They always could create dollars at will. Under the gold standard the number of dollars in circulation was frequently adjusted by simply changing the quantity of gold that could be exchanged for a dollar. The value of a dollar was not spontaneously generated from the market independent of government intervention.
It can still all go wrong for them
What I meant by “changes everything” is that it makes federal spending inherently different from household or state-level spending. I’d say that going off the gold standard made the game / grift easier.
Their income is from capital gains vastly more than salary, and these are barely taxed at all, so, no.
“In 2016, the top 1 percent of taxpayers accounted for more income taxes paid than the bottom 90 percent combined.”
You’ll have to forgive him. Most Libertarians don’t understand that there are other sources of total income besides jerbs (like the ones that will be making them millionaires anydaynow), and the ones who do understand (e.g those at the totally neutral National Taxpayers Union) would prefer that they not be taken into account.
The Tax Foundation is organized as a 501©(3) tax-exempt non-profit educational and research organization. They are primarily funded by corporate interests such as the Koch Brothers and Exxon-Mobil. According to their website, in 2010 (the last we could find) 33% of donations came from corporate sources.
Ad hominem is no argument:
‘Richest 1,409 taxpayers pay more income tax than bottom 70Mln’
Again, you and theses reports (and the IRS for that matter) are choosing to ignore their REAL income.
That’s the problem. Sure, the Uber wealthy pay more tax on their salary AS THEY SHOULD, but as a percentage of actual $$ they have vs $$ they pay in taxes, they pay next to nothing. And that’s not even getting into the corporate tax loopholes and offshore secret accounts.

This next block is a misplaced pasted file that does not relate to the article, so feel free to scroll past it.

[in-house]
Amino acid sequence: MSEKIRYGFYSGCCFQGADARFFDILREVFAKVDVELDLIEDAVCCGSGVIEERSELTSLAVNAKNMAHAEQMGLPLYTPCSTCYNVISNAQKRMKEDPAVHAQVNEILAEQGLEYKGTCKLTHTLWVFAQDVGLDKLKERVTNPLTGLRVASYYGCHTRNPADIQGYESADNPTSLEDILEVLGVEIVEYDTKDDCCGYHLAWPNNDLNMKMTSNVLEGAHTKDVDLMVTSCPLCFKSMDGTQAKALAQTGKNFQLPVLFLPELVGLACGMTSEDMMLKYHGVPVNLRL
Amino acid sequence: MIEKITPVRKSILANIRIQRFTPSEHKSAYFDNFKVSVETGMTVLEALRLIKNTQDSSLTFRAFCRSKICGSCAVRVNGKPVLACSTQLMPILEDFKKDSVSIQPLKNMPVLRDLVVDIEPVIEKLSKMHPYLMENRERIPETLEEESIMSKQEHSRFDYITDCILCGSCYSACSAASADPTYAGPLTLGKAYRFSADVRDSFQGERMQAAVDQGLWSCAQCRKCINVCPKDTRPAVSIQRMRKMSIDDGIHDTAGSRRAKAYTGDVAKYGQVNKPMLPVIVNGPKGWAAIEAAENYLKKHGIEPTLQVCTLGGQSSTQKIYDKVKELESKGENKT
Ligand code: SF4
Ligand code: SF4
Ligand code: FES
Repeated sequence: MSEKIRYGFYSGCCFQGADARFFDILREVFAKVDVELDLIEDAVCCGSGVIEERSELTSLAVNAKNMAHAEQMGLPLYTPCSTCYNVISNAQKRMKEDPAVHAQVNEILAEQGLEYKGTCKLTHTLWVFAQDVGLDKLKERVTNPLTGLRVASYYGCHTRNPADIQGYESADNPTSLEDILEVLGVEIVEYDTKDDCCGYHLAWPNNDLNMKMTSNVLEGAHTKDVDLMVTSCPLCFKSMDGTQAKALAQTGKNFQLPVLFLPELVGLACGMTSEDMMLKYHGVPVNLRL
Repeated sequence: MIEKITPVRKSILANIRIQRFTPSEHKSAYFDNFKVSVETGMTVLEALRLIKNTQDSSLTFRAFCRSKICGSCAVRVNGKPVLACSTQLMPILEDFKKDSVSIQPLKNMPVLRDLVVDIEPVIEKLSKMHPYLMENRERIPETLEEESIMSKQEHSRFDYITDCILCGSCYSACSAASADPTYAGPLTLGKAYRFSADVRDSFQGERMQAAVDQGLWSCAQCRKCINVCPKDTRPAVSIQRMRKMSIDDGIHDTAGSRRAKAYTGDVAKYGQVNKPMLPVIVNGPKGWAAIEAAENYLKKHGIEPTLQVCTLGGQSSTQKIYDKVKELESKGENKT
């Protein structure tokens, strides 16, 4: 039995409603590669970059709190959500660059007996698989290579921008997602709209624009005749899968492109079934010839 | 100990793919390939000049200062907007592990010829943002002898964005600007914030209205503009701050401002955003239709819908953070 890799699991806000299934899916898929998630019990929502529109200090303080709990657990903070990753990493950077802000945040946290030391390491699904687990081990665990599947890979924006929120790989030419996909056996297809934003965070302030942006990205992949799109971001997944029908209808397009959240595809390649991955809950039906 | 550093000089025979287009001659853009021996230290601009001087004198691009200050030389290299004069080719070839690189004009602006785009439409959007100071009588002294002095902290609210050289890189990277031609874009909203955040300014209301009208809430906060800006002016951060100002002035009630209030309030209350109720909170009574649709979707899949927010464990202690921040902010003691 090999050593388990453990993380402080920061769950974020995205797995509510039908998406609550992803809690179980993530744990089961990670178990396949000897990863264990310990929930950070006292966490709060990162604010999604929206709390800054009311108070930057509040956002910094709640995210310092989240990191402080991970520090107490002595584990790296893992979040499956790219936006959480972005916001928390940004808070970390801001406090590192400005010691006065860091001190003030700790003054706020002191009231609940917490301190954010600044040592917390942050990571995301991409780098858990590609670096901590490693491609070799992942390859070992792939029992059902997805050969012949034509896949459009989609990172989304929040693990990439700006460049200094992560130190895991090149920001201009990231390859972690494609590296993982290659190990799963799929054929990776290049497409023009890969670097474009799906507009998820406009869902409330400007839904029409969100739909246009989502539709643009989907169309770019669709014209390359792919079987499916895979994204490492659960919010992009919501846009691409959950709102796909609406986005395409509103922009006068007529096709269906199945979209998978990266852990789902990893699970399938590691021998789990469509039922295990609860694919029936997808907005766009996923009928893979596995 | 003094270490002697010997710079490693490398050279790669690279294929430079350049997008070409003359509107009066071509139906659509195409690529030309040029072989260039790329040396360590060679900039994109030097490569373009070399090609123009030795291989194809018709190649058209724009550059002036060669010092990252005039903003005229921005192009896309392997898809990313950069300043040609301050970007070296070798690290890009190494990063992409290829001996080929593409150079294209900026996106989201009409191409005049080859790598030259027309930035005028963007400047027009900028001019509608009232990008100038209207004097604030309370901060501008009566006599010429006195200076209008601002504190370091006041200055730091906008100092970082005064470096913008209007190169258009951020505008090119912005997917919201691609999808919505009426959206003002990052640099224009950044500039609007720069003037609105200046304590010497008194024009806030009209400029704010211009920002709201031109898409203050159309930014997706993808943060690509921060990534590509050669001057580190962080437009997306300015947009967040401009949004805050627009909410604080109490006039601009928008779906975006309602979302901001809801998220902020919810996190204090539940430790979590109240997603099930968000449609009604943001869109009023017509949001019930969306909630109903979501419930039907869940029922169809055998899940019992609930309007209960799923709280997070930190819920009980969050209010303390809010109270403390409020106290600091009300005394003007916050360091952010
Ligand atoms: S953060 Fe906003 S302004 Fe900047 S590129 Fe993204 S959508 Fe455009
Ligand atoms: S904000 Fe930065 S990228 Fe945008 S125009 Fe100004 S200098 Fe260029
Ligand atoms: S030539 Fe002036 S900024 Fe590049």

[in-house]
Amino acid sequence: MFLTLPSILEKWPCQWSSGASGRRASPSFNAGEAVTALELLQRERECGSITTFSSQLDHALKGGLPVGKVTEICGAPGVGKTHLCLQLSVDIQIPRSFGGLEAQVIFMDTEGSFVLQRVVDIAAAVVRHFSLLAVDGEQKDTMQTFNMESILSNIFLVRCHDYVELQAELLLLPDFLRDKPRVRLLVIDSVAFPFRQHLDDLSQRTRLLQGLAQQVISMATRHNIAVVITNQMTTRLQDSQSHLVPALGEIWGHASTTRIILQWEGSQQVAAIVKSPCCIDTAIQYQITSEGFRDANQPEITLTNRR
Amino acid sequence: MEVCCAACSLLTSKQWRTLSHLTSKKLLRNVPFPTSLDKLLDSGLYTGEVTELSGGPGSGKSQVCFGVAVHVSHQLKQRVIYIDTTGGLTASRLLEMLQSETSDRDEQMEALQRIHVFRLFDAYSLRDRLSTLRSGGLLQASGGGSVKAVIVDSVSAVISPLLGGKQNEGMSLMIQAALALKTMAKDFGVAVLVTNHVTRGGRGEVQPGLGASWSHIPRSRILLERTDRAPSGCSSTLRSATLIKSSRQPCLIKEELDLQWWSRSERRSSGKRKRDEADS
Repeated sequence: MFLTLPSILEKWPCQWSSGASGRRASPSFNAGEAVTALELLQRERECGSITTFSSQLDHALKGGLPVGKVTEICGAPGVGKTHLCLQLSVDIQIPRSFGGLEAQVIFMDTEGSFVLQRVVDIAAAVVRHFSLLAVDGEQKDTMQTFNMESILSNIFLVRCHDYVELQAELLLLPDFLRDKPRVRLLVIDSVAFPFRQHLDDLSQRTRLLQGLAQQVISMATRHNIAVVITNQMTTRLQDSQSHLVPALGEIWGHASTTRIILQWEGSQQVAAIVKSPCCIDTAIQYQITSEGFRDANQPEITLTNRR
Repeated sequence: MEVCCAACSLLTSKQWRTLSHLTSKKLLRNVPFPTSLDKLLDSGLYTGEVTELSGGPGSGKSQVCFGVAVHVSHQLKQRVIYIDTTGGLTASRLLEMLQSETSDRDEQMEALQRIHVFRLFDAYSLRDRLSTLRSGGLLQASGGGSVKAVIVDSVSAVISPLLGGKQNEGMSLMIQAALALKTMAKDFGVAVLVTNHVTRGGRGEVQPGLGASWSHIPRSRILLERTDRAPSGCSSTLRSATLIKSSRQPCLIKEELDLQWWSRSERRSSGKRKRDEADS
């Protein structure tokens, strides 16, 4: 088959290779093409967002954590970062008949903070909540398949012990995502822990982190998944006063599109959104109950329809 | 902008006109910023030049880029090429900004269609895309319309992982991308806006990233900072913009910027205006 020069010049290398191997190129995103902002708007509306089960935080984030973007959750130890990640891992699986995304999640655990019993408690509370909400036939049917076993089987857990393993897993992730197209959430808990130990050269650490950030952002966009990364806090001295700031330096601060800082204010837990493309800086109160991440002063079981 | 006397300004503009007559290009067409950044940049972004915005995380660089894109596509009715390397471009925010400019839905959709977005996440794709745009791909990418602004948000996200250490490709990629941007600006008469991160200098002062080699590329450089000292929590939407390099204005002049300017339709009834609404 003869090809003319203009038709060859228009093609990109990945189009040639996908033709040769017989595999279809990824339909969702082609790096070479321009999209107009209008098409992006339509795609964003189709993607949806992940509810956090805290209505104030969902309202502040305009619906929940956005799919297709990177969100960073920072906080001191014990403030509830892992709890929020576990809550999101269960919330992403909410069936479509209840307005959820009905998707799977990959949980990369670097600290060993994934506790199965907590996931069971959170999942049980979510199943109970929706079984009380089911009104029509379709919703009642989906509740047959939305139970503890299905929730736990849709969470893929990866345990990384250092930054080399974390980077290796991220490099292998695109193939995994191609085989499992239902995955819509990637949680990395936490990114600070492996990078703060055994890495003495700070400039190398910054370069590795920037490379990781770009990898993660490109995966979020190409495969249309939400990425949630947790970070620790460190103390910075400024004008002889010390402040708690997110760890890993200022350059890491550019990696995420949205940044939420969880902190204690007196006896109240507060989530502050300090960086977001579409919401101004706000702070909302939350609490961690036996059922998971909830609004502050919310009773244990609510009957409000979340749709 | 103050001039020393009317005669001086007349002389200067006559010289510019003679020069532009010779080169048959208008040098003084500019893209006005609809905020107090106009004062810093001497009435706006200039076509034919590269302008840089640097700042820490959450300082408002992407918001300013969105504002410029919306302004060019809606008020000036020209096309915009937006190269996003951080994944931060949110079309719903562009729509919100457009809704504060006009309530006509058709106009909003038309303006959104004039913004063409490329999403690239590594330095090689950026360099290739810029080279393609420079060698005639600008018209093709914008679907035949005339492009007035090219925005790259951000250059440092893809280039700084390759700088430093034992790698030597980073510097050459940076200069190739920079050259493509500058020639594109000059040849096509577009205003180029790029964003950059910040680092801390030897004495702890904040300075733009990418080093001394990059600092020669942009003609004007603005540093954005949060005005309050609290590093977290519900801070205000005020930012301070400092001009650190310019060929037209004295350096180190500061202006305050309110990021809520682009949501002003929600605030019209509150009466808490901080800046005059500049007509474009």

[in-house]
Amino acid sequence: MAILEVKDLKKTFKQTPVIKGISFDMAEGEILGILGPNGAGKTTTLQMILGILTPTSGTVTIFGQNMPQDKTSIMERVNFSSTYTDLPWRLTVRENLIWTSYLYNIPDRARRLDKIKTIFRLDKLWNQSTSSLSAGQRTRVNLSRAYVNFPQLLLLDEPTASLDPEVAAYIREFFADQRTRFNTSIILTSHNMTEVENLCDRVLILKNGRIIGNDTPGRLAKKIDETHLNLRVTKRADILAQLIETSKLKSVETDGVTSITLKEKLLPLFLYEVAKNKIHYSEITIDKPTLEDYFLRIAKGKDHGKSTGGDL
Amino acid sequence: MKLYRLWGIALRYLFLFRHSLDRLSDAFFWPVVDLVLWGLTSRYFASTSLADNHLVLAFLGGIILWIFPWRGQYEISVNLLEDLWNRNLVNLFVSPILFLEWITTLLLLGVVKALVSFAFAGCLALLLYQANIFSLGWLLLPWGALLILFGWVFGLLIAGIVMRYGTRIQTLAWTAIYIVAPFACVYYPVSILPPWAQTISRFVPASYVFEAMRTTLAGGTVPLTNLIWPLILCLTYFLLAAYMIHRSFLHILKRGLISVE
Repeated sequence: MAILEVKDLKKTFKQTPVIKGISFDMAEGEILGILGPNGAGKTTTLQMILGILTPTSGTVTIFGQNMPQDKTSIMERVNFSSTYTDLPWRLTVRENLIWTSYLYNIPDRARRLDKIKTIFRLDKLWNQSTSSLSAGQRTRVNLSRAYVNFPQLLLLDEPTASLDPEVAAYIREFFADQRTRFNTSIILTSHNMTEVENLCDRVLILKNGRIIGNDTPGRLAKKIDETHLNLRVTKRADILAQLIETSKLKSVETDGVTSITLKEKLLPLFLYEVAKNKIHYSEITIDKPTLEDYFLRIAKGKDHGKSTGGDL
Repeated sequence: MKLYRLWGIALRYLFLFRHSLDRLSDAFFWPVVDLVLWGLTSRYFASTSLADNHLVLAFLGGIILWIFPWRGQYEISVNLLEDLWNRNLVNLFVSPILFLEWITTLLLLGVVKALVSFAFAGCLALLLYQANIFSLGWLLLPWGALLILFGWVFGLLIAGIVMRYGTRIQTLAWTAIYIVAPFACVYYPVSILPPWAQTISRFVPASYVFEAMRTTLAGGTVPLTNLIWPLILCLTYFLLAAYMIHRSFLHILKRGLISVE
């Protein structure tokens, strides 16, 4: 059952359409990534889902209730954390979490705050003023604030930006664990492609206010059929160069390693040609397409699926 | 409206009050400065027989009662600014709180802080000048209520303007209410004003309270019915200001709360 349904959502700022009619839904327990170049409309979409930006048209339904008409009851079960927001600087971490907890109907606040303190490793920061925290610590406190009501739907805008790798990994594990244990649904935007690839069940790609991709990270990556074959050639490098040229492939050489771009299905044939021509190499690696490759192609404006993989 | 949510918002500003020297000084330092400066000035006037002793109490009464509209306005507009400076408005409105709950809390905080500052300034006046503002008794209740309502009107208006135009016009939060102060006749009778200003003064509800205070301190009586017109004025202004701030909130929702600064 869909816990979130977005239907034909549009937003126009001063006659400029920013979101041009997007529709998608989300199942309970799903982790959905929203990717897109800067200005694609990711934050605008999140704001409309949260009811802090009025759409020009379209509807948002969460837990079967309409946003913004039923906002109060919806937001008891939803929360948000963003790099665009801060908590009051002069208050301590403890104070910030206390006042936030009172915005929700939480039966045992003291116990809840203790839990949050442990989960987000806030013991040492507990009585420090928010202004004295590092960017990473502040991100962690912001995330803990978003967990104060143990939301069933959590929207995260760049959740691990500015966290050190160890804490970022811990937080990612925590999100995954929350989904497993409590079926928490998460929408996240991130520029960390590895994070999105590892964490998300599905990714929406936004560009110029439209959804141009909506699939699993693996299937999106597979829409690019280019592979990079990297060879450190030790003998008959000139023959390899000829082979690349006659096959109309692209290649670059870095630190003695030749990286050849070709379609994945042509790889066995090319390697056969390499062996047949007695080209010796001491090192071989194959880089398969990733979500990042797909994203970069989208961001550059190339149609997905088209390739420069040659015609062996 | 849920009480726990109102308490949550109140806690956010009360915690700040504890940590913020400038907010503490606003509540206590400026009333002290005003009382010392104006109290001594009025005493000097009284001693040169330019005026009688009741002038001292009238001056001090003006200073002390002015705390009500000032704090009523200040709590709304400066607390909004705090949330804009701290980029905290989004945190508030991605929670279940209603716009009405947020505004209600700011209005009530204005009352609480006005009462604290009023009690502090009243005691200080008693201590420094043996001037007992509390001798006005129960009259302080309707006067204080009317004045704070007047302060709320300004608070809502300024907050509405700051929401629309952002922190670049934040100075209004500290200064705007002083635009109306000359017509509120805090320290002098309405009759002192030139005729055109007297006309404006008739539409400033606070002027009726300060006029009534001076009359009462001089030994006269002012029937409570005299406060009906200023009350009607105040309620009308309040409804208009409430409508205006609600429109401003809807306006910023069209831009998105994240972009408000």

But fine, the wealthy pay more income tax.
And yet, anecdotally:
'“We had to leave England to acquire enough money to pay the taxes because in those days, in England, the high tax rate was 90 percent, so that’s very hard,” Jagger told Richards told th CNN. “You made 100 pounds, they took 90. So it was very difficult to pay any debts back. So when we left the country, we would get more than the 10 pounds out of 100. You know, we might get 50 or something.”
The move proved to be both a creative and financial success.’
Edited because copy and paste is not infallible.
Oooh, he “gotcha”! Because, of course, in the “free”-market fundie’s world there are no types of income that can be taxed other than that generated by salary and wages. Of course, this is not the real world that you and Cory and Zucman and the other adults are discussing.
[Apparently, they also don’t understand the concept of a progressive income tax. And they wonder why I’m wary of any startup founder “genius” who reveals himself to be a Libertarian.]
If a millionaire “moves” for tax purposes, it’s usually for just long enough that he’s not personally taxed by the original jurisdiction (this is more difficult in the U.S., which is unusual in that it taxes citizens whatever country they spend most of their time in). His corporations, job-creating or not, can remain in place and enjoy the lower tax rate of that same jurisdiction, which convenience is another reason why millionaires don’t have to move. His homes and other property can also remain in the original jurisdiction.
You know that’s not how it works!
I know some people worry that billionaires will the country if taxes are higher, but we’ve got that covered. We’ll yell, “Good riddance” as they go. Problem solved.
Tell that to the guys who moved to avoid taxes.
That’s not how progressive taxation works. You make 100 pounds, they take NOTHING. You make 100M pounds, they take 90%. And you are still rich.
If I may humbly submit; it doesn’t pay to argue with the guy who quotes biased, misleading statistics from the Koch brothers when it suits, then shifts to anecdotal accounts when confronted with evidence.
The Venn diagram of people who cheat on their taxes and people who argue in bad faith is a solitary circle.
Is it biased and misleading to say the wealthy pay most of the money collected as income tax?
While technically accurate, you know it misrepresents reality by omitting information.